Raila spells out vision for country ahead of 2022
Hillary Mageka @hillarymageka
ODM leader Raila Odinga used yesterday’s 31st Saba Saba anniversary to spell out his vision for the country in what read as a manifesto for his 2022 presidential contest.
In his 15-point agenda with a hashtag What Raila Believes, the Opposition chief admitted that Kenyans were struggling to make ends meet and the only way to salvage them is by building an economy that works for all.
In a statement that yet again gave the clearest indication that he will give a fifth stab at the presidency in the 2022 General Election, Raila said he envisions a country with a firm foundation for the rule of law, backed by efficient government structures that can withstand pressure.
Outlining his economic Blueprint to Kenyans, Raila said he intends to make Kenya the African continent’s headquarters for global business, manufacturing and diplomacy.
“It starts with building an economy that works for all. It comes down to the promotion of SMEs, realistic taxation and, encouraging innovation,” he said yesterday , adding that it is possible and doable.
The launch of Raila’s macroeconomic vision which seems to be a direct onslaught on Deputy President (DP) William Ruto’s bottom-up approach, focuses on the micro-economic aspect.
In a veiled attack at the DP’s hustler narrative, Raila trashed the bottom-up economy model saying all Kenyans have great aspirations and expectations amidst struggles to make ends meet.
“Our youth are struggling to clear school, secure good jobs, stop depending on parents, start families and save for the future,” Raila said, adding that amidst struggles to make ends meet, Kenyans still have great aspirations and expectations.
Veterans of the reform movement remember Saba Saba as day on July 7, 1990 when nation-wide protests took place, as Kenyans took to the streets to demand free elections and constitutional changes.
Opposition politicians Kenneth Matiba and Charles Rubia who had called a rally on the same day at Nairobi’s Kamukunji grounds were arrested three days earlier and detained.
Raila who had just returned from self-exile in Norway had also been detained alongside lawyers John Khaminwa, Gitobu Imanyara and Mohamed Ibrahim(now judge of the Supreme Court) while Gibson Kamau Kuria sought refuge at the American embassy as then President Daniel Moi heightened his crackdown on the reform crusaders.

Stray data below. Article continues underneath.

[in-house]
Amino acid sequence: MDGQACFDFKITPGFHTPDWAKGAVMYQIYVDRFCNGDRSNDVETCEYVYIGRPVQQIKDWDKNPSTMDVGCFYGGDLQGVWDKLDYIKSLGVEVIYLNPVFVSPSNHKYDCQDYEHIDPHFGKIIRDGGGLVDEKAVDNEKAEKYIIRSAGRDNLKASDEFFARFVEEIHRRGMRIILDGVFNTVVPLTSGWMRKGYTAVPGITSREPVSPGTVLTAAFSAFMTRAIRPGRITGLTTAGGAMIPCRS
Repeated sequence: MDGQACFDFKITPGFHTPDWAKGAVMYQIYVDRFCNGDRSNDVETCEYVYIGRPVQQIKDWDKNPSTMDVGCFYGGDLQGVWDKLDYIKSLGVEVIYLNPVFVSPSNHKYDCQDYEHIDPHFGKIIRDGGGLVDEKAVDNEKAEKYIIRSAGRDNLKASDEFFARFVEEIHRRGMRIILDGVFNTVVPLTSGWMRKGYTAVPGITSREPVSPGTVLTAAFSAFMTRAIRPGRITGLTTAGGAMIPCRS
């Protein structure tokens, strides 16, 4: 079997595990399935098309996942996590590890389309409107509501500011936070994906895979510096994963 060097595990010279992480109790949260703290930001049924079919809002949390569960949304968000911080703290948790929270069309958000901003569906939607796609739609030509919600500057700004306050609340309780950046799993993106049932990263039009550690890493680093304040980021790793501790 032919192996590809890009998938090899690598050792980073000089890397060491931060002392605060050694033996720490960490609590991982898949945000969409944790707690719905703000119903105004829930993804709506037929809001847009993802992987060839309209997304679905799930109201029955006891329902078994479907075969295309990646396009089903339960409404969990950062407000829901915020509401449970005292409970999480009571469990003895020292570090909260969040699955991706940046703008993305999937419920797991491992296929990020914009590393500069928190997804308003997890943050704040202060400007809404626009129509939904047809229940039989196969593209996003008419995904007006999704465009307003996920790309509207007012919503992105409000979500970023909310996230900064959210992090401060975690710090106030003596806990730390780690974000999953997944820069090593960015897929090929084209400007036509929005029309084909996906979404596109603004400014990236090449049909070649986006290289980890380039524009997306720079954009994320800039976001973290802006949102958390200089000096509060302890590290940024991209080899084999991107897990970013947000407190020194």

The Saba Saba protests gave momentum to calls for reforms that eventually opened the way for the return of multi-party democracy. According to Raila, Kenyans are a hard working lot adding that hard work must be made to pay.
“We must promote and finance innovations, entrepreneurship, teamwork and work ethic,” he held.
DP Ruto, who is a self-proclaimed chief hustler, has termed the bottom-up economy model as the only way to change Kenya’s fortunes.
Raila said he imagines a country with a firm foundation for the rule of law, backed by efficient government structures that can withstand pressure.
“We must invest in higher valued-added industries and strong productivity, instead of just consumption,” he said, adding that consumption of things “we do not produce is not sustainable.”
“We continue the vision of making Kenya a regional transport, communication, business and diplomacy hub,” he added.
The former premier held that with massive investment in air, maritime, rail and road transportation, we will position Kenya as a natural hub for multinational businesses.
Transparent tax regime
Raila said Kenya must ensure a fair, efficient and transparent judiciary.
“Investors and citizens need assurance that when disputes arise, there will be a Judiciary that will deliver fast, fair and transparent justice,” he noted.
The ODM leader went on to highlight some of the steps that ought for to be achieved, including; investment in manpower development through a universal top-flight public education system and enforce meritocracy when hiring them.
“We must ensure massive investment in manpower development through access to top-flight education system. Trained manpower is the single most important factor determining whether we are competitive or not,” he said.
Raila stated that pursuing a low and transparent tax regime supported by a clean and efficient public service as well as investment in energy will help achieve this.
“We must continue investing in an energy mix to power the nation’s ambitions,” he said.
He added that continued investment in food security and an efficient public primary healthcare system will also play an important role.